This is iconic, the puffy shirt, because it’s just a very funny thing in a sitcom that turns out to be a real thing…again relatable. Everyone has had that piece of clothing that makes them look like an idiot and they thought maybe they would look good in it. I remember in 1973 when I was 13 I had a like, you know, one of these fringe vests like the hippies wore, except it was vinyl, and my grandmother made it and gave it to me. And I made the mistake of wearing it to school. It wasn’t very good-looking. So I relate to the puffy shirt.
I remember the shirt for two reasons. On the personal side, Seinfeld was a show I found funny and entertaining, and looked forward to it. The “puffy shirt” is just sort of an iconic object, in terms of American pop culture and television. On a more interesting business side, in the following years, I worked at Turner Broadcasting, and we had all the rights to Seinfeld. We scheduled and re-aired the shows for years and years. It was one of Ted Turner’s important acquisitions, and he felt we should have that as a part of our TBS schedule. So it has both a personal and a business reference for me.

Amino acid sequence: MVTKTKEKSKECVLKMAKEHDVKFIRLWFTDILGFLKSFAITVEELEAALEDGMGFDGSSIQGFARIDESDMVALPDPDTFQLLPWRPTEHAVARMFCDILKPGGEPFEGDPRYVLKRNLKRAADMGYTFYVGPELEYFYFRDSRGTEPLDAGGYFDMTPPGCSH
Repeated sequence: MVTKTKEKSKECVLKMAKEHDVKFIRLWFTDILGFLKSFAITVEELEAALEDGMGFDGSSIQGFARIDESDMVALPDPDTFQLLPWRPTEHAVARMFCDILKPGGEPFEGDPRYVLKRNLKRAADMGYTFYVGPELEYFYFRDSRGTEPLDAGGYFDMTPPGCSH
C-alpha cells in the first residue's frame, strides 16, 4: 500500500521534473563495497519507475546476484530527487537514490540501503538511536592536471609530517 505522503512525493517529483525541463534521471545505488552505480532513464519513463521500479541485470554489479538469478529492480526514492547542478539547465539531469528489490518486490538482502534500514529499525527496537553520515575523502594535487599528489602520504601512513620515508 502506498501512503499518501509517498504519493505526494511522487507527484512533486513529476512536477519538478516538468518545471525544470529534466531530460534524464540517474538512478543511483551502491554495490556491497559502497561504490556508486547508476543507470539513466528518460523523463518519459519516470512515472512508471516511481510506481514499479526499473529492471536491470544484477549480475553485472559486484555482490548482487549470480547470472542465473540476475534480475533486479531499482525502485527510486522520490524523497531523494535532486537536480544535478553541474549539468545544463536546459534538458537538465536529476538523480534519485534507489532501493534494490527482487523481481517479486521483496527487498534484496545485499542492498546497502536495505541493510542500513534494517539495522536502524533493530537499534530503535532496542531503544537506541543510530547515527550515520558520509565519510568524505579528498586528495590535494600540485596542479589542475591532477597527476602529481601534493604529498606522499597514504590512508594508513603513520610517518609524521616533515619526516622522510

Seinfeld is an important show because it showed the relatability of people and their flaws. The fact that it was so entertaining and clever while being “clean” – without need of profanity – it had a way of getting to the edge of society’s issues or interpersonal issues, but never had to cross over into the profane or the perverse to get there. I think that shows the real genius that Jerry Seinfeld, Larry David, and their cast of characters had.
The museum collected artifacts from the show Seinfeld because the show was such a defining moment in American TV comedy and American culture. The show chronicles a group of unrelated New Yorkers centered more on character rather than plot-oriented humor. […] I remember telling Jerry Seinfeld that the essence of the show was him and his humor. Short of taking [Seinfeld] to a taxidermist and having him conserved for the collection, the puffy shirt, of the precious little material culture that remained from the show, gave a sense of the slightly absurd brand of comedy that was featured on the show.